Embryology is a field that evolutionists long used to make a case for Darwin's theory. Most of us have seen those pictures in biology textbooks of developing human embryos next to developing animal embryos, and the human embryos and animals look indistinguishable. This was said to demonstrate that we share a common ancestry with these animals and thus prove the theory of evolution.

These pictures were designed by German zoologist Ernst Haeckel. What few people know is that they were fakes. At Jena, the university where he taught, Haeckel was charged with fraud by five professors and convicted by a university court. His deceit was exposed in "Haeckel's Frauds and Forgeries" (1915), a book by J. Assmuth and Ernest R. Hull. They quoted 19 leading authorities of the day. Anatomist F. Keibel of Freiburg University said, "it clearly appears that Haeckel has in many cases freely invented embryos, or reproduced the illustrations given by others in a substantially changed form." Zoologist L. R�timeyer of Basle University called his distorted drawings "a sin against scientific truthfulness."

In spite of his conviction for fraud, and in spite of the exposure, Western educators continued using Haeckel's drawings in biology textbooks as proof of the theory of evolution.

The matter has finally been settled by Dr. Michael Richardson, an embryologist at St. George's Medical School, London. He found there was no record that anyone ever actually checked Haeckel's claims by systematically comparing human and other fetuses during development. He assembled a scientific team that did just that -- photographing the growing embryos of 39 different species. In a 1997 interview in The Times of London, Dr. Richardson stated, "This is one of the worst cases of scientific fraud. It's shocking to find that somebody one thought was a great scientist was deliberately misleading. It makes me angry. . What he [Haeckel] did was to take a human embryo and copy it, pretending that the salamander and the pig and all the others looked the same at the same stage of development. They don't. . These are fakes."

And then there is common sense. In a popular evolutionary explanation, here's how reptiles evolved into birds: They wanted to eat flying insects that were out of reach. So the reptiles began leaping, and flapping their arms to get higher. Over millions of years, their limbs transformed into wings by increments, their tough reptilian scales gradually sprouting soft feathers.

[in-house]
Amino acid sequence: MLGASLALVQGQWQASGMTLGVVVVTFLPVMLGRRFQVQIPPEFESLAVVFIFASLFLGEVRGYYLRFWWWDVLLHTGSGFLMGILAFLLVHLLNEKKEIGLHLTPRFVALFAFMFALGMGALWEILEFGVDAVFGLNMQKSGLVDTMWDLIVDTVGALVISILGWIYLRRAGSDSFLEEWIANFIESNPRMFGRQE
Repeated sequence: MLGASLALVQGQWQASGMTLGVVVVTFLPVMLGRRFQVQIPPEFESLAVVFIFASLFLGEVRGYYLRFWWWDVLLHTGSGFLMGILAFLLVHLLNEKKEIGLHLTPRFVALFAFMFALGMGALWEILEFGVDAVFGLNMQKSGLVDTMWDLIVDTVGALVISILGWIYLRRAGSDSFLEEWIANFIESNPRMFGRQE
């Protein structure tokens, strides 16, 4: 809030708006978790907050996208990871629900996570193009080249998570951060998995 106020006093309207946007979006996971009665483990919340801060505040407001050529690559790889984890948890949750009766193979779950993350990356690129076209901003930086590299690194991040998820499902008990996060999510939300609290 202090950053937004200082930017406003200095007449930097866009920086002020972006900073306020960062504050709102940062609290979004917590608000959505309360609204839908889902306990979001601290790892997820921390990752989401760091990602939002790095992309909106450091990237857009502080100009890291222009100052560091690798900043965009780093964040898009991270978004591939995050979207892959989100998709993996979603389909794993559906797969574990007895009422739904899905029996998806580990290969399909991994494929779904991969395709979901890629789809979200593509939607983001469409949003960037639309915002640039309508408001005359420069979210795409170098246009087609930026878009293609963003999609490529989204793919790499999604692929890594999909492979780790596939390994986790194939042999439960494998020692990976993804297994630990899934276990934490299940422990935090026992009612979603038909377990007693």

But the theory suffers when scrutinized. According to natural selection, a physical trait is acquired because it enhances survival. Obviously, flight is beneficial, and one can certainly see how flying animals might survive better than those who couldn't, and thus natural selection would preserve them.

The problem is, wings would have no genuine survival value until they reached the point of flight. Birds' wings and feathers are perfectly designed instruments. Those with crippled or clipped wings cannot fly, and are bad candidates for survival. Likewise, the intermediate creature whose limb was half leg, half wing, would fare poorly -- it couldn't fly, nor walk well. Natural selection would eliminate it without a second thought.

Let's raise an even more fundamental question: Why aren't reptiles today developing feathers? Why aren't fish today growing little legs, trying to adapt to land? Shouldn't evolution be ongoing?

And why is man so incredibly different than all other animals? What animal can solve math equations? Write poetry? Laugh at jokes? Design computer software? How can we say that man is merely "one more animal, just more highly evolved"?

Truth decay Americans adhering to traditional values continue to oppose many things -- abortion, pornography, the radical homosexual movement, etc. -- and are constantly losing ground. They are losing ground because these issues are peripheral. These movements do not budge because they are rooted in something deeper: disbelief in God, which leads to moral relativism on all issues. And unbelief is largely stemming from children being massively indoctrinated in the "fact" of evolution. Students are taught that they are simply animals, the products of chance mutations from an ancient slime -- which implies that life is meaningless.

"Why should we care about Clinton's scandals? After all, morality itself evolved by chance -- therefore, there are no moral truths."

But there are truths, and one of them is: Charles Darwin's theory is crumbling under contrary evidence. Americans need to be aware of this, because until the scientific case against Darwinism becomes widely known, our nation's political prospects, like its morality, will continue to decay.

James Perloff is the author of Tornado in a Junkyard: The Relentless Myth of Darwinism, available at WorldNetDaily's online store.